There have been a few conversations over at the Fstoppers Forum lately about how to composite two images together in a way that looks consistent. Aaron Nace has a history of producing interesting composite style images; recently he tackled the conceptual idea of "Going Home". Although I'm a bit disappointed neither Aaron or Avery gave any insight on what they were wanting to accomplish in this video, the way the two approached such a tough logistical concept is really clever. Sure there is a LOT of photoshop required in a final image like this but what's really important to take note of is how Aaron went out and shot as much of the concept in camera with consistent lighting so everything would work together when he started piecing the two images together. Since it's May 21st I figured this was an appropriate subject matter to tackle :)
Everyone claims that they know how to shoot subjects on pure white but many of them still struggle with the background light washing out their subject. In the video below, Olivia Speranza shows us how she created the look for a video but the same techniques apply to flash as well. The key is to light the background as evenly as possible and expose it so that it is just barely pure white. If your background is a few stops past pure white, the light will begin to eat into your subject.
This video gives a quick look at Jay P. Morgan's latest advertising campaign for Pedia-Sure. The video isn't quite as informative as Jay's average BTSV but there is still a lot to learn from it. I was really impressed by the size of the campaign and then range of images that were taken.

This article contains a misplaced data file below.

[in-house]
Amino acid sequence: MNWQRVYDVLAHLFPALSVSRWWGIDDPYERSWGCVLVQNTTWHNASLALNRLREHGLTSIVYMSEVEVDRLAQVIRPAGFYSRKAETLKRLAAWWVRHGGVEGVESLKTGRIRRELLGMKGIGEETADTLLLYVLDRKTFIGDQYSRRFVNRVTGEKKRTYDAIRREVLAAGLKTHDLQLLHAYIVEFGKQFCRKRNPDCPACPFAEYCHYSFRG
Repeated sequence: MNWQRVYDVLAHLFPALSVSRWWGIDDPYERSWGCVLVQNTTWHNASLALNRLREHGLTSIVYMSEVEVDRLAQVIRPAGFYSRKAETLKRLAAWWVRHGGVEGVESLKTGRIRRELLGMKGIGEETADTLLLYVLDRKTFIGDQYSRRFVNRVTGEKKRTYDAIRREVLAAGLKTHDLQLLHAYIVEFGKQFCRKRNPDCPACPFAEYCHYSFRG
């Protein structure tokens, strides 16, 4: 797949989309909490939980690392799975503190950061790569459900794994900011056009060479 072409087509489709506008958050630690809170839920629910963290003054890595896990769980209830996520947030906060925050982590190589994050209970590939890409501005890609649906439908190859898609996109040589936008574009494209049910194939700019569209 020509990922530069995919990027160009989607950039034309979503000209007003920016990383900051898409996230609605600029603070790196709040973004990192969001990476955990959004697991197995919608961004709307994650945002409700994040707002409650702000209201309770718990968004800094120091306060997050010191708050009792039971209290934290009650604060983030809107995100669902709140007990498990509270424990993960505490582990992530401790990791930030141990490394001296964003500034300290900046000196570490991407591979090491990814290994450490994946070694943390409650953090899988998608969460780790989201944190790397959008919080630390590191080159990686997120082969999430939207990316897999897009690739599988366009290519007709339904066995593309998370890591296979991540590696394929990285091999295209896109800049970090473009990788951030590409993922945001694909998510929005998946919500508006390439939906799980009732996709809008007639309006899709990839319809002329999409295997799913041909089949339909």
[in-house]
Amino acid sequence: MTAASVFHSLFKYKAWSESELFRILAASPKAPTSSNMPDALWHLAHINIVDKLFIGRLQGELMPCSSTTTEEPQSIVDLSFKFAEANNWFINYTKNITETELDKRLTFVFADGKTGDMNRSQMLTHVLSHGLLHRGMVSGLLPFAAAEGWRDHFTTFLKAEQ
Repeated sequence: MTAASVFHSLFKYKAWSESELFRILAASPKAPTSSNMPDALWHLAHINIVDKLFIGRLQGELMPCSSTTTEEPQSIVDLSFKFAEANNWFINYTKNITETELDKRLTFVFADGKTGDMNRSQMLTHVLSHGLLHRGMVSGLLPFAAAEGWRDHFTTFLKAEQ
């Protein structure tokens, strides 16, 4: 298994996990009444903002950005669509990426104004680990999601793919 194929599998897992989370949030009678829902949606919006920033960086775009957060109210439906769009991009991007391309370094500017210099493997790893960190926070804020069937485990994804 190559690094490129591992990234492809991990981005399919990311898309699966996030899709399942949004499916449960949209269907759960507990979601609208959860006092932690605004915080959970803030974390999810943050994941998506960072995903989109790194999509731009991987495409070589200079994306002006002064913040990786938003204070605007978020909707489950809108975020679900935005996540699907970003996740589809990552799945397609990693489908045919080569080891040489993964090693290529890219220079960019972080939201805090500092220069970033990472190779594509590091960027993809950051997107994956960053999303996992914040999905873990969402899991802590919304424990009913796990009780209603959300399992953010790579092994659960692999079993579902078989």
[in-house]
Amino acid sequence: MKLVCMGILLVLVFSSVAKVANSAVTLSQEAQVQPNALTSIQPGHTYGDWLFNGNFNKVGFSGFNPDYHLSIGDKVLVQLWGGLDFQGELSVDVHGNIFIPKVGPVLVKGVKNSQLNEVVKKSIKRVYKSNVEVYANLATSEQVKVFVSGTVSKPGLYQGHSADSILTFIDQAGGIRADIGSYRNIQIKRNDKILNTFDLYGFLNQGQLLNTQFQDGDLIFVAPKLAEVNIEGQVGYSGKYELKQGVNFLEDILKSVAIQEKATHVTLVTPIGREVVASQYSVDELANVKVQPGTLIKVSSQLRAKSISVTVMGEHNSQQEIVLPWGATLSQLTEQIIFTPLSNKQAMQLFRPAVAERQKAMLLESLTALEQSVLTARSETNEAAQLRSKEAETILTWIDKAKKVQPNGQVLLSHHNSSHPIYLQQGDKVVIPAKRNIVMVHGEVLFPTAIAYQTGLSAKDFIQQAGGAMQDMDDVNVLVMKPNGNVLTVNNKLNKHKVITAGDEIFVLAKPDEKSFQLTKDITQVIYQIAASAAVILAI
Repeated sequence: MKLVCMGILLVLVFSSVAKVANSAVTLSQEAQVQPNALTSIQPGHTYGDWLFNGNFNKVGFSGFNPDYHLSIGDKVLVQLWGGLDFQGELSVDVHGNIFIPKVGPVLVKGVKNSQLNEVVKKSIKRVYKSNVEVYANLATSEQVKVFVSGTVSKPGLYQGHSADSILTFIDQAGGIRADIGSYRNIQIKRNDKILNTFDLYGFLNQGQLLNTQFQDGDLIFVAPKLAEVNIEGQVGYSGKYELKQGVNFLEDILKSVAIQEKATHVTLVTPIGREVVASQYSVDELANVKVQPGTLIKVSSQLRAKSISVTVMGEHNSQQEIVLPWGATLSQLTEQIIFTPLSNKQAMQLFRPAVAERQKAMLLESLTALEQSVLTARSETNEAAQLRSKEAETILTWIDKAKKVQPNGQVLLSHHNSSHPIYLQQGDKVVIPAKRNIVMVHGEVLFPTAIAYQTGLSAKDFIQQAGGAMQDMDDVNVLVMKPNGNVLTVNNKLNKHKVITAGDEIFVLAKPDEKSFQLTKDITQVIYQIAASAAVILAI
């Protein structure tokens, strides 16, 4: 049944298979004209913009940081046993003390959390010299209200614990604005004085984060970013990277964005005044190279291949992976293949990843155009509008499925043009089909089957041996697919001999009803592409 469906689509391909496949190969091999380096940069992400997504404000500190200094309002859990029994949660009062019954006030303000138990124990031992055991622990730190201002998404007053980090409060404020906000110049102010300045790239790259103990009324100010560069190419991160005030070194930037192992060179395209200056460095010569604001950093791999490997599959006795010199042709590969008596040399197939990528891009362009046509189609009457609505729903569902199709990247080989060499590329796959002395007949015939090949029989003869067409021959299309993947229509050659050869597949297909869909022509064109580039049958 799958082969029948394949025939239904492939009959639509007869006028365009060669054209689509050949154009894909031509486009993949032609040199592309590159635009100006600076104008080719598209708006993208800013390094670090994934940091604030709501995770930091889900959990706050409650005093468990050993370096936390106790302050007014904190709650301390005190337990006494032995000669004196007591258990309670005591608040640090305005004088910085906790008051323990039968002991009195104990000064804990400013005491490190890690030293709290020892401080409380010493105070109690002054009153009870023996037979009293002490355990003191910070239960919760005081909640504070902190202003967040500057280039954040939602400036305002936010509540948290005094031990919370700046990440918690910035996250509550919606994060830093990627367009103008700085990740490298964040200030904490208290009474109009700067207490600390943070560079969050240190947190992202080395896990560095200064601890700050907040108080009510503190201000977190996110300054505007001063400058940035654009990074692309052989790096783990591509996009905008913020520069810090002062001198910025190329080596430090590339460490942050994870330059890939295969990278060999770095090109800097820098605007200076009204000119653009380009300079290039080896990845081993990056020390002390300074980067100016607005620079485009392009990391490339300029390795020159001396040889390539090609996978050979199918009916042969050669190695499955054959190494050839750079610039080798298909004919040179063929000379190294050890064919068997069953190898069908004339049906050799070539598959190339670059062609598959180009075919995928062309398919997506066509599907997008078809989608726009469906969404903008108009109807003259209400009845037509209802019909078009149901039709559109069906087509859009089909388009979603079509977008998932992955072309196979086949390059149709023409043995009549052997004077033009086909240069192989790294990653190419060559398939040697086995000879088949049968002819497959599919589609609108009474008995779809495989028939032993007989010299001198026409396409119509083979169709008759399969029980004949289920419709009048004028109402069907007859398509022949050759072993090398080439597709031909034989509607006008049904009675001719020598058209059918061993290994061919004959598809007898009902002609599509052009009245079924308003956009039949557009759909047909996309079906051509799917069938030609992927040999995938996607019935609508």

This video is a little different than anything we've posted before but I figured it would be enjoyed by those of you who are celebrating Easter. Jeremy Cowart is one of the hottest American photographers right now and his portfolio is absolutely sick! But in this video he is creating a rather unique portrait of Jesus using pastels, photoshop, stock images, and random elements from snap shots. The amount of effort that went into this portrait is quite remarkable, and almost every texture is so subtle you would never know half of what went into making this image just by looking at it. It's pretty exciting to see such a well respected photographer pushing his own craft in a way that is so different than what he does on a daily basis. Click the full post to watch a second video of Jeremy making a portrait of Tom Yorke in this style.
When you first heard of GigaPan, it was probably from David Bergman's famous inauguration photograph. Years after David captured the first gigapixel images of crowds of people, scientists are now creating all sorts of images using the GigaPan technology. One new project recently announced is Time Machine. Essentially a video player with 100 megapixel frames, the Time Machine allows us to explore nature in both time and space with unbelievable amounts of information. Anyone can create these videos using any of the GigaPan Epic Mounts and upload them to the GigaPan website. It's pretty amazing what photos are now able to capture and reveal with super high resolution and timelapse. Check out more of these videos over at the Time Machine website.
Director Paul Clements produced a pretty amazing commercial for Cat Footwear. By using a single high frame rate video camera and a large array of DSLRs he produced something that I am having trouble describing with words. You'll just have to watch it for yourself. Check out the BTS below and the finished product in the full post.